Chinese director Lou Ye has been banned from making movies in his home country for five years because his film was screened at Cannes in May without government approval, state media said.
The main Xinhua News Agency said Monday that Lou's movie, "Summer Palace," would be confiscated and income from it seized. The film is a sexually explicit love story set against China's pro-democracy protests of 1989, which led up to the brutal Tiananmen Square crackdown.
Producer Nai An was also banned from making films in China for five years, Xinhua said.
Lou attended the premiere of the film at the Cannes Film Festival in southern France in May without first obtaining permission from China's State Administration of Radio, Film and Television.
Hong Kong media reported earlier this year that Chinese authorities had ordered local news outlets not to report on "Summer Palace" at Cannes. The film has not been approved for release in China.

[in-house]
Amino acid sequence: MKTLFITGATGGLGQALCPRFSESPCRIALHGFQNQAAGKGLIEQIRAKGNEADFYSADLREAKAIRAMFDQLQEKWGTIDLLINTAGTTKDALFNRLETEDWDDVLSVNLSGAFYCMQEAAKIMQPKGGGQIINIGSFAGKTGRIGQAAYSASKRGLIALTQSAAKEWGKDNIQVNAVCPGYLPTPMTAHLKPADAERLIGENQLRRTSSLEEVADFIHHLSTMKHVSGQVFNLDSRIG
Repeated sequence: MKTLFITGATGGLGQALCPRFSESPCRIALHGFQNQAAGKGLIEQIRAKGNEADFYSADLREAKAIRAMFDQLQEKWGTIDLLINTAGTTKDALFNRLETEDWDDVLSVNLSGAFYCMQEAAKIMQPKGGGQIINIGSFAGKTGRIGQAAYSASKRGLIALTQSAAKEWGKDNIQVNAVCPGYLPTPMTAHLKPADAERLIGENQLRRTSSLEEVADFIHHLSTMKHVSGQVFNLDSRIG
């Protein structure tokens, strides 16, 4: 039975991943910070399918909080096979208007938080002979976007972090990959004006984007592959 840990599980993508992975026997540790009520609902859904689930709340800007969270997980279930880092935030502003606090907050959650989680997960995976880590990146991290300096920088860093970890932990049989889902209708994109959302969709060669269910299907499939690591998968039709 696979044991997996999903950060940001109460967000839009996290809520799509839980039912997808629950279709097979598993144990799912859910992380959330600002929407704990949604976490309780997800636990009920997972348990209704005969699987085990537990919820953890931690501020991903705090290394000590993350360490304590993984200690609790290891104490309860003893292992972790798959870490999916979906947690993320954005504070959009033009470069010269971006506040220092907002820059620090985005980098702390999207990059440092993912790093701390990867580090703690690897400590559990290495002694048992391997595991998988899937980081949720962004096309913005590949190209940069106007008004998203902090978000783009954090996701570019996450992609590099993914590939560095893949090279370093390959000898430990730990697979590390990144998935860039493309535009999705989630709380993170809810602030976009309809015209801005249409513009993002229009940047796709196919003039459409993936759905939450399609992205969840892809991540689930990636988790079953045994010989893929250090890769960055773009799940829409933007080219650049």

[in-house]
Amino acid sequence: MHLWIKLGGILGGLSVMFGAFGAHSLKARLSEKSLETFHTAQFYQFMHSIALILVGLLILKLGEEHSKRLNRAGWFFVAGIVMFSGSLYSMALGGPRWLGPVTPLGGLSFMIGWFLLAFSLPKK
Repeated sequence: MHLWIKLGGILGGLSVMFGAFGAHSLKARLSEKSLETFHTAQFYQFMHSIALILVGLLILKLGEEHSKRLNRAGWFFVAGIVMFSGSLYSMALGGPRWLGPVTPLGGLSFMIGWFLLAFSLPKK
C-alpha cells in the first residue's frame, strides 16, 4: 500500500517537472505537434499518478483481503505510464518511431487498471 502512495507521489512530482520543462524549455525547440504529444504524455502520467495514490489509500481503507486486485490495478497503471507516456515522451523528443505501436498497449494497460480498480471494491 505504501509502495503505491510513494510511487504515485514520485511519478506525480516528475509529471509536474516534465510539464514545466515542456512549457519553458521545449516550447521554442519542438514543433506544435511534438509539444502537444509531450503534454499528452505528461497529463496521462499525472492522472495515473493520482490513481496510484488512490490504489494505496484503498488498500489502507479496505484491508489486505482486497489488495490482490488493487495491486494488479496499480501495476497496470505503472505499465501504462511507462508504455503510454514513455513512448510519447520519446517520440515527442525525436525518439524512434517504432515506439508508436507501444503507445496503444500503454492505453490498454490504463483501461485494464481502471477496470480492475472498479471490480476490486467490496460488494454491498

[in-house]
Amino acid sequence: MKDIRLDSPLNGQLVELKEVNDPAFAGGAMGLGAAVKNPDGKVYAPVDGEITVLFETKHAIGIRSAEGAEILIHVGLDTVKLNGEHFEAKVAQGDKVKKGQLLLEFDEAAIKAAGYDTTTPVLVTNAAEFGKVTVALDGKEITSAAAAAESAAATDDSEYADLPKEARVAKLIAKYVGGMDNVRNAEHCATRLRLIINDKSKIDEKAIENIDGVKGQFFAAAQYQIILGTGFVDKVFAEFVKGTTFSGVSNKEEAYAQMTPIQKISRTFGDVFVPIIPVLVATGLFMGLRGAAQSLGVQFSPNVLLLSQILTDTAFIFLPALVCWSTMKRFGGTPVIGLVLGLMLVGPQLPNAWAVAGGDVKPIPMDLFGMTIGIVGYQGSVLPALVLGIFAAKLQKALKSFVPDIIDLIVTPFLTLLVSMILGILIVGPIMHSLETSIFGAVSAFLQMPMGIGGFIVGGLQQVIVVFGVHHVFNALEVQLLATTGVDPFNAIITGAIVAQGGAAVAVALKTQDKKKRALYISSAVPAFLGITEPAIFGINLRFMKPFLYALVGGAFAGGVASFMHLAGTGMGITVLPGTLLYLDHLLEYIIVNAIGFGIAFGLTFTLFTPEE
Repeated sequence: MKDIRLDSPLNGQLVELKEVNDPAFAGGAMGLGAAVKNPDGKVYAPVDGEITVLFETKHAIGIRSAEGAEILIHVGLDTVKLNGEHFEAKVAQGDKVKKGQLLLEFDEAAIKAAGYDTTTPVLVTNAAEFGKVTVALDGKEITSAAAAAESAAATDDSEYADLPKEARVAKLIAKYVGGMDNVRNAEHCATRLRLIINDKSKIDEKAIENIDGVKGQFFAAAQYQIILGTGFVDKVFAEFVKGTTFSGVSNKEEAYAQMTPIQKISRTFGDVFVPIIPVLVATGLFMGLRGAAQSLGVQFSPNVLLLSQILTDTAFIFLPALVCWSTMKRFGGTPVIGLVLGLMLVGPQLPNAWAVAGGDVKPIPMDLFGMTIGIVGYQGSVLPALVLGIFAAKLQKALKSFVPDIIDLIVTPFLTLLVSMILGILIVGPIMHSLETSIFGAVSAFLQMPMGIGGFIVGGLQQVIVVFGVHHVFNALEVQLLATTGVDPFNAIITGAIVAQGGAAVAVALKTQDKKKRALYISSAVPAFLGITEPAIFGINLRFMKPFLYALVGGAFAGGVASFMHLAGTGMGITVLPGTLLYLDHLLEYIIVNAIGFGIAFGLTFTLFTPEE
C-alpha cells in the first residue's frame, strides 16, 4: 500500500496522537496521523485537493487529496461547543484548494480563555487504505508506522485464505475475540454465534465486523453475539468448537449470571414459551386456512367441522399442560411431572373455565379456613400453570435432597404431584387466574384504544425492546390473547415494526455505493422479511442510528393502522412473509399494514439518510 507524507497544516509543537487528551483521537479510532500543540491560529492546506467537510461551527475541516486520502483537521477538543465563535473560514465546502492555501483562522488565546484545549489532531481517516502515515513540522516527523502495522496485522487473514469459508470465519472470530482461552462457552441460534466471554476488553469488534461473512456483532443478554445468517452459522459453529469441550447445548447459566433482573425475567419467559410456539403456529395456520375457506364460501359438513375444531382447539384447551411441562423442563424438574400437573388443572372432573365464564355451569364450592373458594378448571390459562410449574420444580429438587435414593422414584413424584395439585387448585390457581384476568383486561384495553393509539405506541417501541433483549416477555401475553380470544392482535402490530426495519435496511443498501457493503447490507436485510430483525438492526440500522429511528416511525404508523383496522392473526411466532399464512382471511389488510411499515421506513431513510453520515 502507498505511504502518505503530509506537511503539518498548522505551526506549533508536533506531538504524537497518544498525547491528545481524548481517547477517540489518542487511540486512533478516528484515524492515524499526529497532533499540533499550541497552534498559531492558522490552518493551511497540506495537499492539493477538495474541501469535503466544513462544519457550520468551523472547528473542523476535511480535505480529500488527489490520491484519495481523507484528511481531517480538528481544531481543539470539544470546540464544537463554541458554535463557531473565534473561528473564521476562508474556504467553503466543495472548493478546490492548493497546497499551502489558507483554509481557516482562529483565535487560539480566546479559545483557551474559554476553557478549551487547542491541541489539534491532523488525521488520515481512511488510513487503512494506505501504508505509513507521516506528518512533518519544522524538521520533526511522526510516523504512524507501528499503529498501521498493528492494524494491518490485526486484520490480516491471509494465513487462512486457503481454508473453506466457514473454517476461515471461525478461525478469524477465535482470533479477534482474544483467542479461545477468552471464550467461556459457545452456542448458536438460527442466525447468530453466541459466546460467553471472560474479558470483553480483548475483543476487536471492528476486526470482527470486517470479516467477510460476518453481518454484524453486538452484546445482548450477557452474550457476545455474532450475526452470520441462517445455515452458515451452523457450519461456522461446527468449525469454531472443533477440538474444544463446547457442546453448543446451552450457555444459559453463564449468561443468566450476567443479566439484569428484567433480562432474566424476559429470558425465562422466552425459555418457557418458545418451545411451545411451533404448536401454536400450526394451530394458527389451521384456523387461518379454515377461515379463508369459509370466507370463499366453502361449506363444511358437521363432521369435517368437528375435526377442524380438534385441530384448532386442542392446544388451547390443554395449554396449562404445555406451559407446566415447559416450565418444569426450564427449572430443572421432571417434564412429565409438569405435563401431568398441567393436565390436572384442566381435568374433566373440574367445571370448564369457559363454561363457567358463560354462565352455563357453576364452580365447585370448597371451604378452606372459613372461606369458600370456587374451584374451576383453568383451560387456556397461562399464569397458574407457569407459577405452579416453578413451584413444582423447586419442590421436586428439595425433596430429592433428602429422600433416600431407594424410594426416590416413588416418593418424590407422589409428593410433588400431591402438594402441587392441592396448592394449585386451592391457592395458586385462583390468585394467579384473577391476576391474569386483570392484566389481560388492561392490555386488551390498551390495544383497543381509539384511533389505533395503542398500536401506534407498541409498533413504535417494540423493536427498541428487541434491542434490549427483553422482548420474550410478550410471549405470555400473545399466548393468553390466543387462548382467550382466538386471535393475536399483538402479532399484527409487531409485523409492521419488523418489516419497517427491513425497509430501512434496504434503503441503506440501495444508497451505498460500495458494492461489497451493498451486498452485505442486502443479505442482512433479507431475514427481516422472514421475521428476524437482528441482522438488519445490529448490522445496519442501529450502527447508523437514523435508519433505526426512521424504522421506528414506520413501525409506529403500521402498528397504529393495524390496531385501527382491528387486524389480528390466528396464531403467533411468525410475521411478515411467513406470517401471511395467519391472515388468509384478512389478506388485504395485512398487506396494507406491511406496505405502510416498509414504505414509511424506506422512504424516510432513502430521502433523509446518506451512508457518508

In 2000, when Jiang Wen's "Devils on the Doorstep" showed at Cannes without government approval, censors kept the movie off the Chinese market, angering investors. And in 1997, China pulled Zhang Yimou's film "Keep Cool" from the festival competition.
Lou has said his film is somewhat autobiographical.
"I wanted to tell this story, because in 1989 I was myself a student at Peking University and was involved in a romance," he said earlier this year, referring to similarities among him and the characters in "Summer Palace."
The student protests ended with the crackdown at Tiananmen Square on June 4, 1989, which left hundreds if not thousands dead. Chinese authorities still maintain the demonstrations were counterrevolutionary riots.